Bernice King was too young to remember when her family uprooted from Atlanta in 1966 to move into a tiny West Side Chicago ghetto apartment on South Hamlin Avenue.
But she’s heard the stories: dilapidated buildings, broken windows, no central air, all concrete.
“Going to Chicago was one of the ways my father could highlight and show the racial, economic and housing disparities,” said King, the daughter of Martin Luther King Jr. “And my mother could see the aggression in us by being in that environment. Kids need to play outside and let out that energy.”
King’s next venture aims to help tackle some of her longtime concerns about housing. She and former White House adviser Ashley Bell have co-founded a new financial technology company that will qualify disadvantaged customers for mortgages when they pay their rent on time with a newly created mobile banking platform.
Ready Life is described as a digital banking and payment processing platform designed to make first-time home purchases and small business growth possible for Black consumers. Bell said the financial services the company will offer will “address a problem as old as this country itself: The struggle of Black families to build real generational wealth.”
Credit: Paul Holston
Credit: Paul Holston
“We’re going to make it possible for families to buy their first home, no matter their credit, and for small businesses to scale their operations, no matter their zip code,” said Bell, a former policy adviser for entrepreneurship and innovation in the White House Office of American Innovation.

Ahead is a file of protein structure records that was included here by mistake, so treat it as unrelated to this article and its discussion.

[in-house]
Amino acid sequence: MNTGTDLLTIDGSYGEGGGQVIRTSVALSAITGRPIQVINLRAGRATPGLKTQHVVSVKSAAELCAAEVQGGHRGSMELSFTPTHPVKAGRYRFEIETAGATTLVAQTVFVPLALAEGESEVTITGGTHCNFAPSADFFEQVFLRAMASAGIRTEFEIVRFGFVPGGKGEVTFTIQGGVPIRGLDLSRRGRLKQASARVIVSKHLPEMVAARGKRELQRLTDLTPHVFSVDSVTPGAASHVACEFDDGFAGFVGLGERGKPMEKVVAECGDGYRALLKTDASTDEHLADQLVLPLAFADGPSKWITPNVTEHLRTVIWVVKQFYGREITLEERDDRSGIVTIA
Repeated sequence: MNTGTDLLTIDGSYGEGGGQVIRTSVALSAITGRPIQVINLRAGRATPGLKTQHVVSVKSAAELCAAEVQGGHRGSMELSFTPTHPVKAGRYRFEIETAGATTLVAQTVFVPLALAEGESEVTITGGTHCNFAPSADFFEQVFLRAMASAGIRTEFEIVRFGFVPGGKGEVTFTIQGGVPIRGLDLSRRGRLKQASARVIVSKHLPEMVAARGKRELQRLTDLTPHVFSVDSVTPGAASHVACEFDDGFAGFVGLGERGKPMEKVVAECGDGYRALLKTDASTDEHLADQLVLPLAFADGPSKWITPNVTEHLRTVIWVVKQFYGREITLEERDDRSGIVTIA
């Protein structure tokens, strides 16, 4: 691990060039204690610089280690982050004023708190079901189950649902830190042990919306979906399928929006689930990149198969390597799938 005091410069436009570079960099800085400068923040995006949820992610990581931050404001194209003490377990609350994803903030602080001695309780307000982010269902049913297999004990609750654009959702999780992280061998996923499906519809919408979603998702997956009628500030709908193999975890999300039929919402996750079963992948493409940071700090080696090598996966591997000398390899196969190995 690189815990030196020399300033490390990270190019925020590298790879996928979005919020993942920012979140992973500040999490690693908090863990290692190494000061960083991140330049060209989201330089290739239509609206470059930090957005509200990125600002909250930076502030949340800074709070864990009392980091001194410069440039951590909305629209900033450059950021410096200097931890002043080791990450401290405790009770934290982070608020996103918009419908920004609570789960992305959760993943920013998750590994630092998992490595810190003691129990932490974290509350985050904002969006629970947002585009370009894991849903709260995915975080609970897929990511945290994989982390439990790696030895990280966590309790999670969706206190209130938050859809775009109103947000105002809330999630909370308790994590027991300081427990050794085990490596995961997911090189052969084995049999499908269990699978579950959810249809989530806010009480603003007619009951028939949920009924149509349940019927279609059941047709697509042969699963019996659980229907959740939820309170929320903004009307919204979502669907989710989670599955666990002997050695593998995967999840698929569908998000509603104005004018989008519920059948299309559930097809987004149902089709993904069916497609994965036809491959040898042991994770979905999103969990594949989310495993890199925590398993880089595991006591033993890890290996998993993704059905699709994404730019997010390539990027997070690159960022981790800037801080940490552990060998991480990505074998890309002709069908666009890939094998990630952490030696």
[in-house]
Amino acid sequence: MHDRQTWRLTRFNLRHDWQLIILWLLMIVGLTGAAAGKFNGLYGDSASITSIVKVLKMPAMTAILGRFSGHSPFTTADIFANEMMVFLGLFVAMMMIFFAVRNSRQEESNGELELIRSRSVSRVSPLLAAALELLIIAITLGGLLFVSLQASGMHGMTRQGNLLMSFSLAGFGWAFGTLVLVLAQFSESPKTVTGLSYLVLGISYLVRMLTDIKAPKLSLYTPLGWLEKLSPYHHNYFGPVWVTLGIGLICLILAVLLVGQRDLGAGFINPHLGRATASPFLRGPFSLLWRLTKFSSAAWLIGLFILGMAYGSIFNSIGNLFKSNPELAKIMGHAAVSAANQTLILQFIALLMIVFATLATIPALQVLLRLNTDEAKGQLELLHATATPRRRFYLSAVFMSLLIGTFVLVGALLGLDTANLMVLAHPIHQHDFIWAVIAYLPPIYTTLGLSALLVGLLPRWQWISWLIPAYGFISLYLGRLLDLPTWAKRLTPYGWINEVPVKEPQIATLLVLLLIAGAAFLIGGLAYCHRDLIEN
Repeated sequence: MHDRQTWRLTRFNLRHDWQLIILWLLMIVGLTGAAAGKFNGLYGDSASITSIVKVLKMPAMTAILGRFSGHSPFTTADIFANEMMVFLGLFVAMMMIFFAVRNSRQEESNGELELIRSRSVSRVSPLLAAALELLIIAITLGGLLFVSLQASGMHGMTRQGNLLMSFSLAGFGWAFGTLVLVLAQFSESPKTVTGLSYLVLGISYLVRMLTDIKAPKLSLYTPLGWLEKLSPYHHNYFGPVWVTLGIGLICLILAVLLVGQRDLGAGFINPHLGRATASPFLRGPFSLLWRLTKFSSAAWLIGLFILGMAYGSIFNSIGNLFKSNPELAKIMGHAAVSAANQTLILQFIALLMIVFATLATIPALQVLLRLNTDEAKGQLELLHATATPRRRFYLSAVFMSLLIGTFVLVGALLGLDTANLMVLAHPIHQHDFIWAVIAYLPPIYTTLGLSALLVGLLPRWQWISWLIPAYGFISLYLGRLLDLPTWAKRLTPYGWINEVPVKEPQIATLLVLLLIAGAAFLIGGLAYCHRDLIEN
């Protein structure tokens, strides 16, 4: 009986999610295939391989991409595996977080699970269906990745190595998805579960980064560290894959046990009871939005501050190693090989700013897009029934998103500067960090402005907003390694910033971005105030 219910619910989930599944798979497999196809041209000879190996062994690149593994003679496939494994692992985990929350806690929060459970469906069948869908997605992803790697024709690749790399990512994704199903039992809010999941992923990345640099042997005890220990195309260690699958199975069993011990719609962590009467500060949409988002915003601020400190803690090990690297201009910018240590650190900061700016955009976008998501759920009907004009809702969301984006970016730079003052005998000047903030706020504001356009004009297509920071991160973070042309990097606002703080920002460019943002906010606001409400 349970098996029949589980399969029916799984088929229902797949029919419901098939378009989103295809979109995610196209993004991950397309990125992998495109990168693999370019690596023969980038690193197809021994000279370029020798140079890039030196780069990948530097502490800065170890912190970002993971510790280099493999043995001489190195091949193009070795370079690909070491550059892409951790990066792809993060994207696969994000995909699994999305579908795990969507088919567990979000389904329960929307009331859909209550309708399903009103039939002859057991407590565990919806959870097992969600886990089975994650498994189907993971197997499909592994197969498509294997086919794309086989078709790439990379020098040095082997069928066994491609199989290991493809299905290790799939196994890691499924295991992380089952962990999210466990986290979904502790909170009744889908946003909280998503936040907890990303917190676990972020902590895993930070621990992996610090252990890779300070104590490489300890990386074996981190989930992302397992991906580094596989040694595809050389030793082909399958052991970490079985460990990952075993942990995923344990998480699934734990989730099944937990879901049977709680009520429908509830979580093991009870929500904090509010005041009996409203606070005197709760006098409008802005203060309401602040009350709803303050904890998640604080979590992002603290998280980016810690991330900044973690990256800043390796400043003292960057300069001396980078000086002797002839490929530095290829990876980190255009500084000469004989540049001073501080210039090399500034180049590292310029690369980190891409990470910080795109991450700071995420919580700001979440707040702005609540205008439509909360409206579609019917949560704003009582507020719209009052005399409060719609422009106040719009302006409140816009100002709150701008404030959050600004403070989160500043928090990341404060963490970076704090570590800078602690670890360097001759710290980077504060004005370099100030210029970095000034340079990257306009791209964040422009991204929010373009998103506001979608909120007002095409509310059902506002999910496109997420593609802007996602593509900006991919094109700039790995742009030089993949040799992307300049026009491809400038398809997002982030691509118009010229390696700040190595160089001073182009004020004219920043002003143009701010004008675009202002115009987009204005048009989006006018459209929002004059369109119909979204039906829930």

The company will target current renters and will not use credit scores as a mortgage requirement. Instead, they will focus more on the applicant’s history of paying rent on time.
“This is an opportunity to create a new system and new path for home ownership because what we are doing does not work. We are rewriting the roles on homeownership,” said Bell, adding that their goal is to write 100,000 mortgages. “Credit scores are not the best indicator.”
In 2020, the National Association of Realtors reported that only 43% of Black Americans owned their homes, compared to 72% of white Americans.
King and Bell are also predicting that, by focusing on renters, they can open up pathways for younger people — in their 20s — to buy homes to begin to build wealth earlier.
King, the CEO of the King Center, points to her own family. It wasn’t until 1966, after the family had left Chicago, that her parents purchased their first home — on Sunset Avenue in Vine City. Martin Luther King Jr. was 37 years old.
“We had always rented,” Bernice King said. “My mother was the one who said she needed a home for her kids. So for me, this is an opportunity to overcome those barriers that we saw and lived.”
Ready Life will officially launch to the public on Labor Day as a major sponsor of Denny’s Orange Blossom Classic, the annual Black college football game between Jackson State and Florida A&M.
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Credit: Jason Getz / Jason.Getz@ajc.com